A twenty-minute walk brings you to Ghost Street which is packed full of restaurants. We’ve only been once, but it was good eats and there was Fried Enema on the menu, which admittedly we didn’t order.
I’d also be nervous if I was born a duck in these parts and they don’t just eat the breast, but the blood (congealed) and intestines (in a hot pot, not too chewy). Then there’s just about anything else you can think of. It is of course nothing like Chinese food outside of China and usually has INDUSTRIAL amounts of garlic, but as long as it’s interspersed with proper food (mashed potatoes and chips) can be quite tasty a couple of times a week.
An honourable mention has to go to Shibao Street near my office in Haidian. Haidian is a bit boring to be honest unless you like office blocks but Shibao Street is a food court on steroids and has just about everything you can imagine and a fair bit that I couldn’t.
We’ve settled into routine of wandering up and down the high street, going for the odd pint of IPA, record buying (me, there are some good record shops in Beijing), buying fake Lego (the kids, it’s an EXACT copy and a 1/4 of the price) and buying sensible stuff for everyone (mom, boring).
I spend a fair amount of time in the subway, which gets busy, which is funny for about 30 seconds and the kids either get the bus on their own to school or get a Chinese Uber. Work for me is on the 8th floor of a corporate headquarters, which gets so busy at clocking in time that I walk up the 8 flights so I don’t have to share a lift with about 30 other people. The office culture is weird, they all have a kip on their desks for about an hour and then go home super late. I don’t do either of these things. My colleagues mostly ignore me as I don’t speak Chinese (an unexpected benefit) and I don’t have to go to any meetings for the same reason (even better).
The boys school is small and rubbish.
That was it really. It was great to get away from the city but it was a lot of hard work. getting further afield may have to wait.
In other countries you find Lego sets for about $100 and in China it would be the exact same thing but different company and it would only be 30 dollars!!!!!!!
the one on the Left is my one witch is fake and the right is the one that is real and once i got i realized even the box looked the same!!!!!
There are plenty of music venues in town and even kids are welcome, so we’ve experienced Death Metal, Punk, Drag Shows and Salsa, in fact everything except Chinese pop (not a great loss to be honest).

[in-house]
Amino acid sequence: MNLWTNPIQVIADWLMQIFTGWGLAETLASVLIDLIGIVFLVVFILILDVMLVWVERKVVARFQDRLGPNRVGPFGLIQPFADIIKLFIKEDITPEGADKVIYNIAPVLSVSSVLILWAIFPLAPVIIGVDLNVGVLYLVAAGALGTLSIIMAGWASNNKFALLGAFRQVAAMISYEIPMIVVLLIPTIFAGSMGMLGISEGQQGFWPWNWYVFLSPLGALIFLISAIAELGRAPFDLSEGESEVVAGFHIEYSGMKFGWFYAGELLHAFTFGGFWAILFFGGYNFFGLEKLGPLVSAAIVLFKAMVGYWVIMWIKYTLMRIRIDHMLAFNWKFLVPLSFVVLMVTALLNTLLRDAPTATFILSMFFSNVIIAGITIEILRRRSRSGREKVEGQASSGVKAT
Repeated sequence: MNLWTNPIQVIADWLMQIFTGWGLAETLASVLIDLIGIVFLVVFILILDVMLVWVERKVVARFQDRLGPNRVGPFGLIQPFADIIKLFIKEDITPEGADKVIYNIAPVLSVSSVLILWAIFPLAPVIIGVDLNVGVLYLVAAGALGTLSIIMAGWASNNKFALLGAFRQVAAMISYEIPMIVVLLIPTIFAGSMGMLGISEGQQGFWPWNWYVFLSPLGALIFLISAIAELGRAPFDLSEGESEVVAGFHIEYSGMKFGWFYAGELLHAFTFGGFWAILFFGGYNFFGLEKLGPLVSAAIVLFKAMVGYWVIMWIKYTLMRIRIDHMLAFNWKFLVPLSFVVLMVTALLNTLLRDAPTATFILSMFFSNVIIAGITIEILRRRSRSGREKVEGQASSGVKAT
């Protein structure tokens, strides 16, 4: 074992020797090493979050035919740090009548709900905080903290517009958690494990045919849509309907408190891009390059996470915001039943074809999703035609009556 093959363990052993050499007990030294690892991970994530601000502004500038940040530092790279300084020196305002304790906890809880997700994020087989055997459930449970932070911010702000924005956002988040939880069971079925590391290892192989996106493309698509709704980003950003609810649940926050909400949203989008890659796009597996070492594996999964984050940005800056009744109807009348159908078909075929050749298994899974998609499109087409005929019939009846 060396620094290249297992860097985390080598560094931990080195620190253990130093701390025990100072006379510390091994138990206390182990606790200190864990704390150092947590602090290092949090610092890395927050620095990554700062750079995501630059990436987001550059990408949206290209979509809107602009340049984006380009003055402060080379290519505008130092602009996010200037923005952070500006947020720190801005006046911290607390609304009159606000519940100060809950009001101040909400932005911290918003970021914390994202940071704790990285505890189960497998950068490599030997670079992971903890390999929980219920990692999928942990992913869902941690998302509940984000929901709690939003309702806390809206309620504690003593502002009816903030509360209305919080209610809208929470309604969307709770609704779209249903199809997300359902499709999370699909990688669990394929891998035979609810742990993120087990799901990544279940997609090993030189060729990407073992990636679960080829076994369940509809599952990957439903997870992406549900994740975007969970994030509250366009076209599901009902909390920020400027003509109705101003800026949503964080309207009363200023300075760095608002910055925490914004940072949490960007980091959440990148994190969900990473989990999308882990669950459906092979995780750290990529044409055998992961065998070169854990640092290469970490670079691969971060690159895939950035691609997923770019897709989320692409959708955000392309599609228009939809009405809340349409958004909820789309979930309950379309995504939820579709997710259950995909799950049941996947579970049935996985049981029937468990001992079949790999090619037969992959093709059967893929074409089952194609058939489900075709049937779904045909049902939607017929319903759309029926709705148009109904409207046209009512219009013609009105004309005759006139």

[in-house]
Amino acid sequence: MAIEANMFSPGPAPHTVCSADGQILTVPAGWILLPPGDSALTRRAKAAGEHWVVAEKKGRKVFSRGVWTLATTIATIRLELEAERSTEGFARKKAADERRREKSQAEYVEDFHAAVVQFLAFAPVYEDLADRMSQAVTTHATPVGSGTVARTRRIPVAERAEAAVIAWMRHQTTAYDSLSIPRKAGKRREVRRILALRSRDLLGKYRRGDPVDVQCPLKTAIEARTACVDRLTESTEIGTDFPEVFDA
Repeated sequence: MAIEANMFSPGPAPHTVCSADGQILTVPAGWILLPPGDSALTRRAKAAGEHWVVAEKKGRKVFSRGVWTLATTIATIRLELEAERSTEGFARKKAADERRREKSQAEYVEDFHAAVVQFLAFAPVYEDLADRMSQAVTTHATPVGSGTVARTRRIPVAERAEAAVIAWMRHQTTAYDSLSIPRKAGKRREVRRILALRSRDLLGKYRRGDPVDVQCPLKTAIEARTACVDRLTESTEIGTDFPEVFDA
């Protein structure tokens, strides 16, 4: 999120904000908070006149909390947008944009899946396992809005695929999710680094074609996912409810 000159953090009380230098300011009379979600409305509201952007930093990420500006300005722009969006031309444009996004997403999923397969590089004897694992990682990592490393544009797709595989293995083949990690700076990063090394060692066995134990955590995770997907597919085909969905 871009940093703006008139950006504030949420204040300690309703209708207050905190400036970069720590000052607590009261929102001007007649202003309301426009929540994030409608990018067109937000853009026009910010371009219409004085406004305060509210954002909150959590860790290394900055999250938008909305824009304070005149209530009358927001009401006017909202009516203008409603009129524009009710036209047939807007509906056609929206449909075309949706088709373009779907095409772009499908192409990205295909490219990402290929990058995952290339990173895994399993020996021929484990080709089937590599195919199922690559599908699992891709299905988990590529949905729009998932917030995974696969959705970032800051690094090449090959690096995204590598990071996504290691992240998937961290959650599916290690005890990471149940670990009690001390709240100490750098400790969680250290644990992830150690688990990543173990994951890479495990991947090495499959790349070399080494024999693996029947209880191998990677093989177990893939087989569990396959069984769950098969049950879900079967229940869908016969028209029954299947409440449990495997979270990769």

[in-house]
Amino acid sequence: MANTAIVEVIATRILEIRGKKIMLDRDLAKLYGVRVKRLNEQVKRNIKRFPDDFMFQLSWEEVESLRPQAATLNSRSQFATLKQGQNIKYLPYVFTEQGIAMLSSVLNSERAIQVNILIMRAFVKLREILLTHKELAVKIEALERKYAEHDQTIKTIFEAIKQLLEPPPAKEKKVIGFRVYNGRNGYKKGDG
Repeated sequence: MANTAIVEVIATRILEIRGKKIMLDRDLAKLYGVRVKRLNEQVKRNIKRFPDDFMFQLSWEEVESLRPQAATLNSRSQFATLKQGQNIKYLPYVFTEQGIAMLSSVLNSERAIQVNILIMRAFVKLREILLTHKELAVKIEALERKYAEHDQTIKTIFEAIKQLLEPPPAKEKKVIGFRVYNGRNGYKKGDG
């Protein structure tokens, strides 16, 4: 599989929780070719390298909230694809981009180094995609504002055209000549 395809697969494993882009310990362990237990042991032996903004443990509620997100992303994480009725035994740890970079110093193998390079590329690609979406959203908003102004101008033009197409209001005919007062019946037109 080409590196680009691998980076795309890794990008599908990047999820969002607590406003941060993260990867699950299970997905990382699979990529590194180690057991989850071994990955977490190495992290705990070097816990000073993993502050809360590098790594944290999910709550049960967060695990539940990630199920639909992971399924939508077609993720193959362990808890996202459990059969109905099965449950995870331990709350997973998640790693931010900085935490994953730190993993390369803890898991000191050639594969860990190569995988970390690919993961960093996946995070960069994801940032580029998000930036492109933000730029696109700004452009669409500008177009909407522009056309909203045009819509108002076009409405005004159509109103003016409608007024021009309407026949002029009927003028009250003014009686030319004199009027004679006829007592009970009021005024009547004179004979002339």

More Beijing Autumn 2018
We’ve done a few Tommy free days of late, he’s just too cool for school now. So anyway here are a couple of us at the Temple of Heaven another big tourist destination in Beijing. It’s basically a big park with the temple at the centre, which is pretty beautiful. Recommend, yes.
We also took a trip to the huge museum in Tienanmen square, which was less recommend. The most stick-in-the-mind thing about it was trying to get in, which required airport style security checks where we saw security confiscate pens and lighters among other things. The museum itself was packed (even by Chinese standards) and full of massive rooms filled full of lots of basically the same thing, like the really big old coin room. Now I like old coins as much as any ex-childhood coin collector but after twenty cases full of ’em? I’m starting to lose the will to live. Recommend, no. Maybe that’s why they confiscated all the lighters and pens? to stop bored patrons writing on stuff and/or seeing if it was flammable?
We let Tommy come along for a Sunday park day, we should do more of these really. This one was at the Olympic Green, which isn’t far from the house or indeed a big mall, so all bases were covered. Nice to see Beijingers do their Sunday thing as well. I’d go again in warmer weather but it wouldn’t be top of the list.
We’ve been been playing rugby (by which I mean Tommy and Danny, natch), this has kept them in contact with posh white kids, so they can grow up to be stock brokers and keep me living to the life to which I’m sure I would become accustomed. The games are not the same quality as the UAE, but at least they don’t have to train in 40 degrees heat either. They’ve had a couple of competitive mini-tournaments and both boys got man of the match in their respective age categories.
The boys have played friendly tournaments. In this one they got to the final but it was not to be. They made some new friends along the way though.
In this tournament they both got man of the match awards for their respective categories.
Me and Madam Butterfly also had a couple of kids free outings, to the park for some Yunnan folk dancing (nice not to have the kids, they would have just take the Michael). Oh, and I forgot to mention, Beijing has pretty colours in the Autumn.
And to the Drum Tower (not the rolling tobacco), both recommends, especially the Drum Tower, which is the Chinese equivalent of a clock tower and if you get there in the morning you can see a bit of drumming as well.